New genes for cassava
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CTA. 1996. New genes for cassava. Spore 66. CTA, Wageningen, The Netherlands.
Permanent link to cite or share this item: https://hdl.handle.net/10568/47501
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American, Swiss and British scientists have developed techniques to transfer 'foreign' genes into cassava. This will open uppossibilities for improving cassava in ways which, hitherto, have eluded researchers. The key to the breakthrough is the...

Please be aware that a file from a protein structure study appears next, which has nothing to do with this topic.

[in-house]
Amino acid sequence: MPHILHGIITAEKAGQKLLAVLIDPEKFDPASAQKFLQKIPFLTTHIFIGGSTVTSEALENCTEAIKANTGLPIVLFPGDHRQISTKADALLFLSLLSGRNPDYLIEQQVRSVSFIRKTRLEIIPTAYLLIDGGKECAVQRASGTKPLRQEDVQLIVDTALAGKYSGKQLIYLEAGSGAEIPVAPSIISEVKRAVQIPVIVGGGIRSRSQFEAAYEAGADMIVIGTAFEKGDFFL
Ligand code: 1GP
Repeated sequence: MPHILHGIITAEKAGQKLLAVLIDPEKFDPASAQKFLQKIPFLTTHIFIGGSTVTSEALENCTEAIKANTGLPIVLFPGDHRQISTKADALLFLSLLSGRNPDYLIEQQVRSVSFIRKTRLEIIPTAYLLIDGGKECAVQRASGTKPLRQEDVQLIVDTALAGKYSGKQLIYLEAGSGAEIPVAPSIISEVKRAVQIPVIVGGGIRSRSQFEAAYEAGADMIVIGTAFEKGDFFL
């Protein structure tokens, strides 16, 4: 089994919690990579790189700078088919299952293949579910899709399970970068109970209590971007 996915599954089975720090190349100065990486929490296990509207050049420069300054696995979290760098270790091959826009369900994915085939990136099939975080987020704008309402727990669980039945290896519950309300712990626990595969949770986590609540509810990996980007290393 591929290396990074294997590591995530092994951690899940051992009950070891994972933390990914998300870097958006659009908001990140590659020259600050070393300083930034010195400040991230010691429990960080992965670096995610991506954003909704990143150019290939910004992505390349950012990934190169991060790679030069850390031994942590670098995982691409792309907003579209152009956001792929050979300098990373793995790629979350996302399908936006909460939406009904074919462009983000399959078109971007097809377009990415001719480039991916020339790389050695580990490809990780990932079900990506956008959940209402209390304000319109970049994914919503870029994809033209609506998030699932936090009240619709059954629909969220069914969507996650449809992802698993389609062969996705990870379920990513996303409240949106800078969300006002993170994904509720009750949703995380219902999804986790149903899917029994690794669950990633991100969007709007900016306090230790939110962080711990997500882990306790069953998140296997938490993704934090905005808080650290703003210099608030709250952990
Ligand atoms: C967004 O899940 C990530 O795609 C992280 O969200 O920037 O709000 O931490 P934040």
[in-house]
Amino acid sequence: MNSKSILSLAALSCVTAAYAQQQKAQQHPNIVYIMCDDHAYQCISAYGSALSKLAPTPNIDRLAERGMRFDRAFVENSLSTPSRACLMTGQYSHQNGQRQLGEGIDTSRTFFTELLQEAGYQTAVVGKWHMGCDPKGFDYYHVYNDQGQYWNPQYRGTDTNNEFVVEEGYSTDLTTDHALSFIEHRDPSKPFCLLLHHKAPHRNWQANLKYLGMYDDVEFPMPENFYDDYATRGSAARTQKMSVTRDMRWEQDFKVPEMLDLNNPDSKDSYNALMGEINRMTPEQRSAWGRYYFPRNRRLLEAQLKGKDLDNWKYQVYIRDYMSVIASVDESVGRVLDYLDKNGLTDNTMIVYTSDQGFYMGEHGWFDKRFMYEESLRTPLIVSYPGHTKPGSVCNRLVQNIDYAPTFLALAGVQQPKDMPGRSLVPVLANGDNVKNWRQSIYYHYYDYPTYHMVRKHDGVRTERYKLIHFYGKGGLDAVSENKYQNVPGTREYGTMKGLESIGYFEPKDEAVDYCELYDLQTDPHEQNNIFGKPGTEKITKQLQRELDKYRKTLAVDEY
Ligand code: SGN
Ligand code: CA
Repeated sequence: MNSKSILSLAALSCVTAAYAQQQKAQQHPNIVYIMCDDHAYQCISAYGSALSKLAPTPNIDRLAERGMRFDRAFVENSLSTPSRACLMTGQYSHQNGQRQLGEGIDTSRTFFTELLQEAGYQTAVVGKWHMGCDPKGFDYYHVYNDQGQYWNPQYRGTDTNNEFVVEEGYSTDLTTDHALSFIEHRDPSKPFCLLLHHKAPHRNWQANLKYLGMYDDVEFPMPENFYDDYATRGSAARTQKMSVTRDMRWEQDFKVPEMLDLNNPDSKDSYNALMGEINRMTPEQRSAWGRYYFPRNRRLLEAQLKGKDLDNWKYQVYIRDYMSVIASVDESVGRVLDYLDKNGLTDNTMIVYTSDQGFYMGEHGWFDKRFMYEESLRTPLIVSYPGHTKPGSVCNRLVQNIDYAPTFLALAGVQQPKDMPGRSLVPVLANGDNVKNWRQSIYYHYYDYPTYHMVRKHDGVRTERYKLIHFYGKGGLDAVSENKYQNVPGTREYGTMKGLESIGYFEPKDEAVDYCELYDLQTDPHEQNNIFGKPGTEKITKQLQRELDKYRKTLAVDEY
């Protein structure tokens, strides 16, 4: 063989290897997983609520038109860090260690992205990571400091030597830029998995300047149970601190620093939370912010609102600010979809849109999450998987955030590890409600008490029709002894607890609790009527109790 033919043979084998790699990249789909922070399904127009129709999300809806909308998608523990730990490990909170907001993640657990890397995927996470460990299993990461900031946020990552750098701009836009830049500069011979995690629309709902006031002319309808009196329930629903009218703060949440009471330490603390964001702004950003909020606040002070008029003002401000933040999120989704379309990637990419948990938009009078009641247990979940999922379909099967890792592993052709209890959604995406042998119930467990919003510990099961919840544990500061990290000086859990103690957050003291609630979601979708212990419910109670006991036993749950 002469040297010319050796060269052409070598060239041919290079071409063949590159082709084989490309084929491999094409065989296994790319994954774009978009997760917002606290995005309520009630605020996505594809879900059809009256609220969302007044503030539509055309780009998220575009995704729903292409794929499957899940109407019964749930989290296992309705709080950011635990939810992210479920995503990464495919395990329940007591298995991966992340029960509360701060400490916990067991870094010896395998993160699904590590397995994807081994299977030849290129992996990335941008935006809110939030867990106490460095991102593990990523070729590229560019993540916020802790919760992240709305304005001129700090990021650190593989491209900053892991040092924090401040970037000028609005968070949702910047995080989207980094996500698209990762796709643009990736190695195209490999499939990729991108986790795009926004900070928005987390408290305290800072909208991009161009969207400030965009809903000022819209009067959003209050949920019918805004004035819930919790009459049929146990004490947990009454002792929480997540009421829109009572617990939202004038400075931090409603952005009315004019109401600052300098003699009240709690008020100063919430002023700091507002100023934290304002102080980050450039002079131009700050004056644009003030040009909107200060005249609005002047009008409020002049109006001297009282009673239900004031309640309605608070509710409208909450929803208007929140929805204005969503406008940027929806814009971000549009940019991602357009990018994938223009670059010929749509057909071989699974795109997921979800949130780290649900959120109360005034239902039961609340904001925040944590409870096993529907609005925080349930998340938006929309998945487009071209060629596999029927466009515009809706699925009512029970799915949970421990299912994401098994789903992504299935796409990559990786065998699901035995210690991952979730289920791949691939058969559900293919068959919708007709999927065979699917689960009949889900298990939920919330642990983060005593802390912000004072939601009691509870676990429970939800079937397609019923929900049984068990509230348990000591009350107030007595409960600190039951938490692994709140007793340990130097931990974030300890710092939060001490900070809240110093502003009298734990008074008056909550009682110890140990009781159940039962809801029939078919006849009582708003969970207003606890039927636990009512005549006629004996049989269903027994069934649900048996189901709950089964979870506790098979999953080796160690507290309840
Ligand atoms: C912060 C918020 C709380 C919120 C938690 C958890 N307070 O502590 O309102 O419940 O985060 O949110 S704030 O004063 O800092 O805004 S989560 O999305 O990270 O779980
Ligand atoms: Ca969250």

American, Swiss and British scientists have developed techniques to transfer 'foreign' genes into cassava. This will open up possibilities for improving cassava in ways which, hitherto, have eluded researchers. The key to the breakthrough is the development of techniques by British scientists at the University of Bath that make it possible to regenerate cassava plantlets from single cells from which mature cassava plants can be produced. This is a crucial development as adding 'foreign' genes is most successfully done at the single cell stage, but previously scientists had found it difficult to regenerate cassava plantlets from single cells. The Bath researchers have achieved this with two improved cultivars from Nigeria and Colombia. Whether the new technique will work with all cassava varieties has yet to be established. The procedures developed at Bath open the way for American and Swiss researchers to use their techniques to transfer the genes into cassava. American scientists at the Scripps Research Institute have succeeded in bombarding single cassava cells with micro-particles of gold coated with the gene. The particles act as micro-bullets which penetrate the cell wall, thereby carrying the 'foreign' gene into the cell. Meanwhile, Swiss researchers at the Swiss Federal Institute of Technology have used a bacterium, Agrobacterium tumefaciens, to transfer new genes into cassava cells by infecting the plant cells naturally by introducing their own genes. The bacterium could also be manipulated to transfer other genes. These technologies should also make it possible to introduce pest and disease resistance in those countries where it has not been possible in the past, and to improve the quality and storing properties of this very important tuber crop. School of Biology and Biochemistry University of Bath Bath, Somerset BA2 7AY, UK The Scripps Research Institute 10666 North Torrey Pines Road La Jolla CA 92037, USA Swiss Federal Institute of Technology ETH Zentrum LFW E 17 CH-8092 Zurich, SWITZERLAND
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